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US Media Biased in Mideast Coverage

8 April 2002

"The Israelis are becoming increasingly like the white supremacist South Africans, viewing the Palestinians as a lower form of life, not hesitating to kill a great many of them and justifying this on the grounds that they are being the objects of terrorism, which is true. But their reactions are all out of proportion . . . "

Almost exactly, those are my thoughts - especially the comparison between Israel and the brutal apartheid state.

But they are the words of Zbigniew Brzezinski, former national security adviser to President Jimmy Carter and respected foreign policy intellectual, speaking during a recent broadcast of PBS NewsHour with Jim Lehrer.

The Israeli blitzkrieg into Palestinian territory and the arrogance of Prime Minister Ariel Sharon apparently have forced even some of Israel's most solid supporters to join a global chorus of condemnation.

Notably, some of the strongest criticism of Sharon comes from within Israel. The Israeli daily Ha'aretz bemoaned in a March 5 editorial that the "Sharon government is hot-headed" and "fanning the flames" rather than promoting peace.

The newspaper, Israel's largest, is not alone in condemning the right-wing government.

In fact, readers are likely to read stronger criticisms of Sharon's policies in the Israeli than in the U.S. media.

A March 28 column by Nation magazine columnist Eric Alterman, on the MSNBC Web site, revealed one possible reason: Americans rarely get well-rounded views of Middle Eastern policy because the vast majority of top commentators are "pro-Israel partisans."

Alterman wrote, "for reasons of religion, politics, history and genuine conviction, the punditocracy debate of the Middle East in America is dominated by people who cannot imagine criticizing Israel."

He listed commentators who fit a category he titled, "columnists and commentators who can be counted upon to support Israel reflexively and without qualification," and came up with 62 names.

His list was an exhaustive inventory of the leading members of what he calls the punditocracy. Readers of the Tribune's Commentary page will recognize many of the names.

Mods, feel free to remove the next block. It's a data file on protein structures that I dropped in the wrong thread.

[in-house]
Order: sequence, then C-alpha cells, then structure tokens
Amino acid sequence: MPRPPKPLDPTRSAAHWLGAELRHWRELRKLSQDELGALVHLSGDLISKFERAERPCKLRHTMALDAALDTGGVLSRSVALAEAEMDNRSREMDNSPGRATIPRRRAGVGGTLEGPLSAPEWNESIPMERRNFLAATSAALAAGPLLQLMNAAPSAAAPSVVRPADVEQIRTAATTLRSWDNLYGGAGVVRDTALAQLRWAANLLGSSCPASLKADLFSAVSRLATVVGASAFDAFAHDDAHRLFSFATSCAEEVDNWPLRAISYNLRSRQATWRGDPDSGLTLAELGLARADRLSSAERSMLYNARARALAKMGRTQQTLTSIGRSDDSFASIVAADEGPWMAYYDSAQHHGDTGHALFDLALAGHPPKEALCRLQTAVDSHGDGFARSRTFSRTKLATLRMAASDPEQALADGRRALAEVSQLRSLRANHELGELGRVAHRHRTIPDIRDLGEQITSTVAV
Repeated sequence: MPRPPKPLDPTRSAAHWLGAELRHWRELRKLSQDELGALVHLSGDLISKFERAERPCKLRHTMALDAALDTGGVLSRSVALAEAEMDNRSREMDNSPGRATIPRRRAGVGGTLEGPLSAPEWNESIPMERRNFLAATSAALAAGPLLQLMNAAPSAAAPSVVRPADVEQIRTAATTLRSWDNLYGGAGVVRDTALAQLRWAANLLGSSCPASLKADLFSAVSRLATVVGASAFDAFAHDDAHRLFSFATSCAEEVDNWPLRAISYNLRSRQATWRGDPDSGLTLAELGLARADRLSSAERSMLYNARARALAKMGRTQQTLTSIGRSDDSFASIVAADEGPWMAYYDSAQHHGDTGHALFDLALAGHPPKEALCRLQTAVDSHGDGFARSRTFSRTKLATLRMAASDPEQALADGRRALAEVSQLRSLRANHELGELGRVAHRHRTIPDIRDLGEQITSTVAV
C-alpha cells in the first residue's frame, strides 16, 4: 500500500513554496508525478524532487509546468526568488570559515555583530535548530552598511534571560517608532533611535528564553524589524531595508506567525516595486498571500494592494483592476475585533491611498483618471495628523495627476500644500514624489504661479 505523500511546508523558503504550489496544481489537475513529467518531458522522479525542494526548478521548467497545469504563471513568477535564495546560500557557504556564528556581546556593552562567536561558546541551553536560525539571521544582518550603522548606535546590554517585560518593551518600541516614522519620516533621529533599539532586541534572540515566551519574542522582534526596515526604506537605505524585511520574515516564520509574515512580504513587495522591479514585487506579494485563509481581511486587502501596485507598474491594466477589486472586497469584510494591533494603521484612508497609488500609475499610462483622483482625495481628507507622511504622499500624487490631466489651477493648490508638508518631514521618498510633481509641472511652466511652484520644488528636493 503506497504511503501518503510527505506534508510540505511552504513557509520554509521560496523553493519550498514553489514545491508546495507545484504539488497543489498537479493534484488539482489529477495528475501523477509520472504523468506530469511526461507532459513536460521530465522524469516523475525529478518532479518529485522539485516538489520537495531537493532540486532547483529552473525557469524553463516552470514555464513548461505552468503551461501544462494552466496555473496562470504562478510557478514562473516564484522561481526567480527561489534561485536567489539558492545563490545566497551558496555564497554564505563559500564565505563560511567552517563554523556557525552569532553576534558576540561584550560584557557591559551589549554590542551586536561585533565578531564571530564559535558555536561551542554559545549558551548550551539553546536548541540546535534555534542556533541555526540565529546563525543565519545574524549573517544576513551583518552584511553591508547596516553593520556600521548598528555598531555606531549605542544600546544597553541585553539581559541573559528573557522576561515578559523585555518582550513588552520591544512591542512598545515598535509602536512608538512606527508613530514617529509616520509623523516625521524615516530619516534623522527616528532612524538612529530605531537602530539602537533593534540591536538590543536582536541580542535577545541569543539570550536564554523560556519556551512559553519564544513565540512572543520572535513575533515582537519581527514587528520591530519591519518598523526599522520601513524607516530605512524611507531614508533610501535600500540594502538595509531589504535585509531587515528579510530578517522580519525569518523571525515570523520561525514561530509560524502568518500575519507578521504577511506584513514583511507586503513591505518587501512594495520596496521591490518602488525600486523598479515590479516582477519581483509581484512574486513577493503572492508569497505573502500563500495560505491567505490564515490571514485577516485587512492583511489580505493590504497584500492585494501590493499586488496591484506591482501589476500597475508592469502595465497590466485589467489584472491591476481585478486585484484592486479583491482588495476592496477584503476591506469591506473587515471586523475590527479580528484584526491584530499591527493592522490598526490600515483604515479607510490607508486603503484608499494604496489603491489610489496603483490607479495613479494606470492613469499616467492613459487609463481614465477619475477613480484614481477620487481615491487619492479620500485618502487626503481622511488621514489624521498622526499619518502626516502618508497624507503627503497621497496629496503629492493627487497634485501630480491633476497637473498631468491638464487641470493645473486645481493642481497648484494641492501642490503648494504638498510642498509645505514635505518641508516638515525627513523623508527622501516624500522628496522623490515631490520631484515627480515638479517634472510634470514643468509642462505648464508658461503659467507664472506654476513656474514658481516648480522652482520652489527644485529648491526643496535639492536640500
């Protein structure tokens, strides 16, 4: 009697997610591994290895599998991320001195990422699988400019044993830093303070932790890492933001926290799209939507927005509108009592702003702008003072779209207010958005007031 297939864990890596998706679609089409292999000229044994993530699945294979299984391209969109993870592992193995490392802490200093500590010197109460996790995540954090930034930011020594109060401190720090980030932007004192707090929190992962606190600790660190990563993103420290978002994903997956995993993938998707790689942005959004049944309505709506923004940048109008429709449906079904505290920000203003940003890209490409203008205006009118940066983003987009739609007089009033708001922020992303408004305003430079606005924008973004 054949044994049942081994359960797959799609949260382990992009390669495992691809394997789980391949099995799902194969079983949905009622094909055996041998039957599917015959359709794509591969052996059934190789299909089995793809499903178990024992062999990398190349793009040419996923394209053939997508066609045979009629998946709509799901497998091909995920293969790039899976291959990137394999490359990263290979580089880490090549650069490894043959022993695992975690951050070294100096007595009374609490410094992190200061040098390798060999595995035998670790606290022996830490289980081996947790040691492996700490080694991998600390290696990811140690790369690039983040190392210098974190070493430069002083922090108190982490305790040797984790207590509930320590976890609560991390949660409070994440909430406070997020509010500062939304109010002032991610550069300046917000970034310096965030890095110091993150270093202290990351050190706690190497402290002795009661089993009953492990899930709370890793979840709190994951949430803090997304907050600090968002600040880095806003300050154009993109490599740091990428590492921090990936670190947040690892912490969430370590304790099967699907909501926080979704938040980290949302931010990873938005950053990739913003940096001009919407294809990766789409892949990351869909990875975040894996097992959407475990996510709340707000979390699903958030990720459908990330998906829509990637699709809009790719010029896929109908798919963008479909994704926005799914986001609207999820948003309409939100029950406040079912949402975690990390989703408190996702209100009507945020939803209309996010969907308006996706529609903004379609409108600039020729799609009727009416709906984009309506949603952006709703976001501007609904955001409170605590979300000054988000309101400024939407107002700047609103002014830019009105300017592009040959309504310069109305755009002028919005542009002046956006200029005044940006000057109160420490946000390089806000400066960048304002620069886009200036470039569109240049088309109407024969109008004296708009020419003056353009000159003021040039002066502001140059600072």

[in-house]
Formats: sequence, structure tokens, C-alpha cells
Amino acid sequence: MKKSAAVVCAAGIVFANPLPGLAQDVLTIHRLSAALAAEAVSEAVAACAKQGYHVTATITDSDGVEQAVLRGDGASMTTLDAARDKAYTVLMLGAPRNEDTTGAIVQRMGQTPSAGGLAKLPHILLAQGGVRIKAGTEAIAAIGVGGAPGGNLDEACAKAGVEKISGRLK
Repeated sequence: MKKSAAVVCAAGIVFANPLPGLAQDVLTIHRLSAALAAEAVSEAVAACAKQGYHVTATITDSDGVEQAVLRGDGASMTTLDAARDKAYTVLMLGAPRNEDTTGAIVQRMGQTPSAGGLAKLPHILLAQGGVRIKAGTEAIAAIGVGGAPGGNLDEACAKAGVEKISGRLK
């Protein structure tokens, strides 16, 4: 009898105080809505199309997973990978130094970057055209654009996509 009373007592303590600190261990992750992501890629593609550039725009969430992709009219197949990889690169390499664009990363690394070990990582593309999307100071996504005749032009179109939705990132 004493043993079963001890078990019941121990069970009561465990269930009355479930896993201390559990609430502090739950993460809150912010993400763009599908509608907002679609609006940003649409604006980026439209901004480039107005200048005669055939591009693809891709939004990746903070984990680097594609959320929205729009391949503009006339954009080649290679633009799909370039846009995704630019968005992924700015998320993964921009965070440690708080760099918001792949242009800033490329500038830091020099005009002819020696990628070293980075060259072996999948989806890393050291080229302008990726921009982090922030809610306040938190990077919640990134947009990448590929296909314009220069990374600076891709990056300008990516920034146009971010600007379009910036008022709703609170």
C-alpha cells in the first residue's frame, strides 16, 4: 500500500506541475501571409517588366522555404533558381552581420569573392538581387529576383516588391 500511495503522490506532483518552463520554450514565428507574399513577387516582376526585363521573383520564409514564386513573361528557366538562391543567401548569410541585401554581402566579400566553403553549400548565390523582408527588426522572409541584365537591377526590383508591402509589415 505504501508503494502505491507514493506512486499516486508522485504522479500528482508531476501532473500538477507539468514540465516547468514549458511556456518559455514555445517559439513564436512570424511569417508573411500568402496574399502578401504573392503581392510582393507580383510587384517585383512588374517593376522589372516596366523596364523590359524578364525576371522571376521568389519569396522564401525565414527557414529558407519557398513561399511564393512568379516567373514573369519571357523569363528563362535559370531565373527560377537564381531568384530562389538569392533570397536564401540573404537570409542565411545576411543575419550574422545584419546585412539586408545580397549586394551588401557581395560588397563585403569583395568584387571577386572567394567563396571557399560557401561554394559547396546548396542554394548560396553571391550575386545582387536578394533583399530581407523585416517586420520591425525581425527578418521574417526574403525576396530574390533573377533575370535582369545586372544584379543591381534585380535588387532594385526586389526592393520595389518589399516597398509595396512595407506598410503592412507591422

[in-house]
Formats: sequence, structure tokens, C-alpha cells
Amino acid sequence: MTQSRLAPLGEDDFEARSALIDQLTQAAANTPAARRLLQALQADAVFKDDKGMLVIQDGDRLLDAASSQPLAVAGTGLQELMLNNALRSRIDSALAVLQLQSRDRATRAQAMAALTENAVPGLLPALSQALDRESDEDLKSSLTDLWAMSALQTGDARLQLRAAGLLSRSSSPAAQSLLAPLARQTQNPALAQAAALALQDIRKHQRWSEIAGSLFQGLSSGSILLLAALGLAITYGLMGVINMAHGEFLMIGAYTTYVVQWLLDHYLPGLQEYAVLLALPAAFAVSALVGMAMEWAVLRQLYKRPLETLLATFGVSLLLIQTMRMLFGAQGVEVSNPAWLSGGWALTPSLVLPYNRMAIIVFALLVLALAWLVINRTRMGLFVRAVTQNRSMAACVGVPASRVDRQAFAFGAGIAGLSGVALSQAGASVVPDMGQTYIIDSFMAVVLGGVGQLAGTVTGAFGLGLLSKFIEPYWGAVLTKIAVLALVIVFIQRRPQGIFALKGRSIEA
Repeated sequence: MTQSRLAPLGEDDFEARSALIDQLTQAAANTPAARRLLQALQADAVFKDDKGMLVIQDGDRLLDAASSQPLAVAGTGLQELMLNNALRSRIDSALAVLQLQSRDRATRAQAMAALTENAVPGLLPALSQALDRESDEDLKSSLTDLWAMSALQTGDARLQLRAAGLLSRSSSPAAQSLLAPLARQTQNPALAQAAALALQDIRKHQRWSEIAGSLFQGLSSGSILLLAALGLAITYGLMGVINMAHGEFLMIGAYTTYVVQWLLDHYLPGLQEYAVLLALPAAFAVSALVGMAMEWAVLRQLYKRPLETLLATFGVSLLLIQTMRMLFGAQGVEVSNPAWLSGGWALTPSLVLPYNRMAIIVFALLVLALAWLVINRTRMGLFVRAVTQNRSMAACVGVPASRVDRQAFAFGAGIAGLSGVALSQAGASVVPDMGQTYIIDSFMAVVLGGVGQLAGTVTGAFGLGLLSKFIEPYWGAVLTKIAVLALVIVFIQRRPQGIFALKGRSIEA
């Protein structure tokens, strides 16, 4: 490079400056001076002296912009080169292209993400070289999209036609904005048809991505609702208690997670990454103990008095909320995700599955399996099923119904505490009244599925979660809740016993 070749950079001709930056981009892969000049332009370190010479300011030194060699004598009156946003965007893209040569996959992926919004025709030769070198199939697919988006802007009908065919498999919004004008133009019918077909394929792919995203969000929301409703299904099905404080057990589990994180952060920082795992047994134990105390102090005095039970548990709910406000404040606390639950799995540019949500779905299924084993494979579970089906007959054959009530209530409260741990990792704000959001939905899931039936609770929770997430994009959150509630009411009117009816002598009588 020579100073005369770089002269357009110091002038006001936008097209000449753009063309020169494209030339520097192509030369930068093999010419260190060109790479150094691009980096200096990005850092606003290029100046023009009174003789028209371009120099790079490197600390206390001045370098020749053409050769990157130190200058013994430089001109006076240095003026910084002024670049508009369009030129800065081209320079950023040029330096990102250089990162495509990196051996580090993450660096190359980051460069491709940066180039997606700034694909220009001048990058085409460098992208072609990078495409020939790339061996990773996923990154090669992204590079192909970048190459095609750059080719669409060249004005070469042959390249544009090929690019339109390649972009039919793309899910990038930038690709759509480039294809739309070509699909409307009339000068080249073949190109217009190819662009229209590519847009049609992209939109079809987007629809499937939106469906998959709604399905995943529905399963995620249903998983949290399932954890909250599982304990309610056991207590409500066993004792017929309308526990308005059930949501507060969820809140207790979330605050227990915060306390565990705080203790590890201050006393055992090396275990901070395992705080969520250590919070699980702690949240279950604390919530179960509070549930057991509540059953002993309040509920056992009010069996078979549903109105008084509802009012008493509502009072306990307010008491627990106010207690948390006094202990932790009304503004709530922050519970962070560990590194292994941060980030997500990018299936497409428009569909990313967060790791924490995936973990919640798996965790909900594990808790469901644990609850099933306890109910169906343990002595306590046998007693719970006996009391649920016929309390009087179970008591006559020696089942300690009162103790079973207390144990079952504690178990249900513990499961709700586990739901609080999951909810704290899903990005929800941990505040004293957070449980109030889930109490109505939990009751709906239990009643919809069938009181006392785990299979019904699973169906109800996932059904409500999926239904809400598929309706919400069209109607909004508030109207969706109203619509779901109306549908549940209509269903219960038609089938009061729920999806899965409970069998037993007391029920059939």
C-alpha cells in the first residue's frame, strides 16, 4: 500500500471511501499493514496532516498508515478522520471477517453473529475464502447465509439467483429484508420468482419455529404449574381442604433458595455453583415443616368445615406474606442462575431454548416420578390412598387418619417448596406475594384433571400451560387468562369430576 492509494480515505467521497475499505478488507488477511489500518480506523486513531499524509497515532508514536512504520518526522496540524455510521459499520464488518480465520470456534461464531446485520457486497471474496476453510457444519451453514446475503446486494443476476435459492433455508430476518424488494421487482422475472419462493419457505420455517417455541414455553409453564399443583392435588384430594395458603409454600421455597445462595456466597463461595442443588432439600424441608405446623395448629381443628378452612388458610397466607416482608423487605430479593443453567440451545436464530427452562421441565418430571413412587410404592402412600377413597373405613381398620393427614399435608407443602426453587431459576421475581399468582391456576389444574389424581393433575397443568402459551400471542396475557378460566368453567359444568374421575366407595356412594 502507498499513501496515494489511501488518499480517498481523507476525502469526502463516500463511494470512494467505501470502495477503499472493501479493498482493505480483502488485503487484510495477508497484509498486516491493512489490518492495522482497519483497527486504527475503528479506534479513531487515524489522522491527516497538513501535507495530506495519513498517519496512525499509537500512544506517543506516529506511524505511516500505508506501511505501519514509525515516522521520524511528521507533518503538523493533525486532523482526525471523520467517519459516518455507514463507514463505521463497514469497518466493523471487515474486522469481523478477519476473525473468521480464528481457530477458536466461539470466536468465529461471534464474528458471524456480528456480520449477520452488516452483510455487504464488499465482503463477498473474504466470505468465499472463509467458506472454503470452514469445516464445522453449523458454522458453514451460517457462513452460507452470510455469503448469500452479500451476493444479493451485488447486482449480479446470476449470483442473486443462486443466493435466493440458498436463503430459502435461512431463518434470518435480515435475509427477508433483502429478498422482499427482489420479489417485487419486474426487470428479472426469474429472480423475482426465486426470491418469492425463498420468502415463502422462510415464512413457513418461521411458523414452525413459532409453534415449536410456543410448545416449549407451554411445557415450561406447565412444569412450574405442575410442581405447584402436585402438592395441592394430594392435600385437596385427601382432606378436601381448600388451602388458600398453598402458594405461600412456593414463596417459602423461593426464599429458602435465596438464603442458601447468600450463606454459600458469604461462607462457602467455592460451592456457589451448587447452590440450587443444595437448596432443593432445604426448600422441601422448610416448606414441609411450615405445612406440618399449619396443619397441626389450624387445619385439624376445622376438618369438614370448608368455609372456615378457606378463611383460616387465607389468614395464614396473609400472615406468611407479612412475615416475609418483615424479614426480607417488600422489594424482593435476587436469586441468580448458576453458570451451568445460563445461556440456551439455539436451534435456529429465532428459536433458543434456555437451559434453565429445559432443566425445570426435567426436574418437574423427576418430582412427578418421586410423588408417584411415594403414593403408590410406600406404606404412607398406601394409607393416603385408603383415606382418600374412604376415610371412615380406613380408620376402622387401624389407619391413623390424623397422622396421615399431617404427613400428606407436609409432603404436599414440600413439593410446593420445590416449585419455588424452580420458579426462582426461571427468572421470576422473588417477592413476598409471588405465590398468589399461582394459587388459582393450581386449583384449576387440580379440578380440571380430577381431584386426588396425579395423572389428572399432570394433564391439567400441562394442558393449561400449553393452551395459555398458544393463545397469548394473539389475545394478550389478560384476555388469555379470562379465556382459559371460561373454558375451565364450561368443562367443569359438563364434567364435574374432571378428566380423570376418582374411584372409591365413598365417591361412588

He also listed "columnists likely to be reflexively anti-Israel and or pro-Palestinian, regardless of circumstance." He named five.

Alterman puts himself among the seven pundits who were "likely to criticize both Israel and the Palestinians, but view themselves to be critically supporters of Israel, and ultimately, would support Israeli security over Palestinian rights."

His admittedly unscientific survey can be faulted for its methodology, and Alterman may overstate the number who are "reflexively anti-Israel."

But after reading his inventory, it should be clear that America's leading opinion makers are overwhelmingly one-sided in complicated controversy.

Although some Jewish groups have adopted a policy of harassing news organizations for coverage they claim is insufficiently pro-Israel, he noted, "Even Ariel Sharon and Benjamin Netanyahu would not be able to complain about the level of support their actions typically receive from the members of the punditocracy."

Alterman performs a useful function with this column. By actually naming the names of prominent pundits, he puts flesh on the charge that U.S. commentators are profoundly pro-Israel. That knowledge may help Americans understand why the U.S. stands virtually alone in supporting Sharon's aggressive policies.

Sharon is being sued in Belgium for "crimes against humanity" resulting from a massacre in the Sabra and Shatila refugee campus during Israel's invasion of Lebanon in 1982 when he was defense minister.

He consistently has opposed the Oslo peace protocols and the attendant accords that won Yasser Arafat and late Israeli Prime Minister Yitzhak Rabin the Nobel Peace Prize. The Israeli right wing, of which Sharon is a leading figure, was widely criticized for its vicious rhetoric against Rabin, who was assassinated later by a right-wing fanatic. In September 2000, Sharon made a visit to the Temple Mount/Al Aqsa mosque, a venerated Muslim site. This deliberate provocation sparked the so-called Al Aqsa Intifada, dashed the peace talks and added a religious element into what had been largely a secular struggle over land.

The very man who sparked the current unrest was ironically elected prime minister to end it.

That irony is just one of the many we're unlikely to read about in this country.

Salim Muwakkil
Published in the Chicago Tribune © 2002, Chicago Tribune

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